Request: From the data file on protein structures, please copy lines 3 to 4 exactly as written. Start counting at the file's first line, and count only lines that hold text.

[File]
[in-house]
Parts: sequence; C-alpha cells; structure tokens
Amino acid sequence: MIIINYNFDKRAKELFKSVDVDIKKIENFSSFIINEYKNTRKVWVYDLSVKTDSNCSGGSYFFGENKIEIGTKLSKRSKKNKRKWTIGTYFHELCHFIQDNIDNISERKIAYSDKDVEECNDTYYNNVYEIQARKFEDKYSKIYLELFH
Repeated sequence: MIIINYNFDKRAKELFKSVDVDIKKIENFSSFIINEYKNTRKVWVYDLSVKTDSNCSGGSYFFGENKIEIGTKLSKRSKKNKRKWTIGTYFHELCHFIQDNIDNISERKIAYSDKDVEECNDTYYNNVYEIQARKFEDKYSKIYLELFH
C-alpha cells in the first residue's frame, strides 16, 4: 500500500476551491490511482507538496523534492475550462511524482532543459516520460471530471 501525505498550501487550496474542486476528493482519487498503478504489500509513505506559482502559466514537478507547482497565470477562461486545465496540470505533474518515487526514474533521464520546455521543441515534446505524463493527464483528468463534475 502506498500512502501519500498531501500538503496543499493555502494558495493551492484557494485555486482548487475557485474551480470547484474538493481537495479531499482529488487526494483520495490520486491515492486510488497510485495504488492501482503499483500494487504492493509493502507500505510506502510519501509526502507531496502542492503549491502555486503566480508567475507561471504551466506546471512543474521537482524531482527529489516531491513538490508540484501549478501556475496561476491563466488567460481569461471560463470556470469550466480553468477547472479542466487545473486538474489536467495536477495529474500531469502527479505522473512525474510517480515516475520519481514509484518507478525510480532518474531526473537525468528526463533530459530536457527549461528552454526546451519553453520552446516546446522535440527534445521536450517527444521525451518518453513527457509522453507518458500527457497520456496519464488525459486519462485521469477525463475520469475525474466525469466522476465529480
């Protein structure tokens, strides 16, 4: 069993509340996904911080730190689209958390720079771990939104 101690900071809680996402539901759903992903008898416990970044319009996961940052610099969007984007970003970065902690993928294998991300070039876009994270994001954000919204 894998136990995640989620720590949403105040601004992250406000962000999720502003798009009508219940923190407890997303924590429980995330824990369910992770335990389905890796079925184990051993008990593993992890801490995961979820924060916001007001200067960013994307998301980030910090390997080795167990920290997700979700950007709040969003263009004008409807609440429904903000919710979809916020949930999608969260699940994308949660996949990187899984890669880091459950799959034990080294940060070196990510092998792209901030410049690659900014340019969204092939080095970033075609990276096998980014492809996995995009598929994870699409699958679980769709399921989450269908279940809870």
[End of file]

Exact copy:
Amino acid sequence: MIIINYNFDKRAKELFKSVDVDIKKIENFSSFIINEYKNTRKVWVYDLSVKTDSNCSGGSYFFGENKIEIGTKLSKRSKKNKRKWTIGTYFHELCHFIQDNIDNISERKIAYSDKDVEECNDTYYNNVYEIQARKFEDKYSKIYLELFH
Repeated sequence: MIIINYNFDKRAKELFKSVDVDIKKIENFSSFIINEYKNTRKVWVYDLSVKTDSNCSGGSYFFGENKIEIGTKLSKRSKKNKRKWTIGTYFHELCHFIQDNIDNISERKIAYSDKDVEECNDTYYNNVYEIQARKFEDKYSKIYLELFH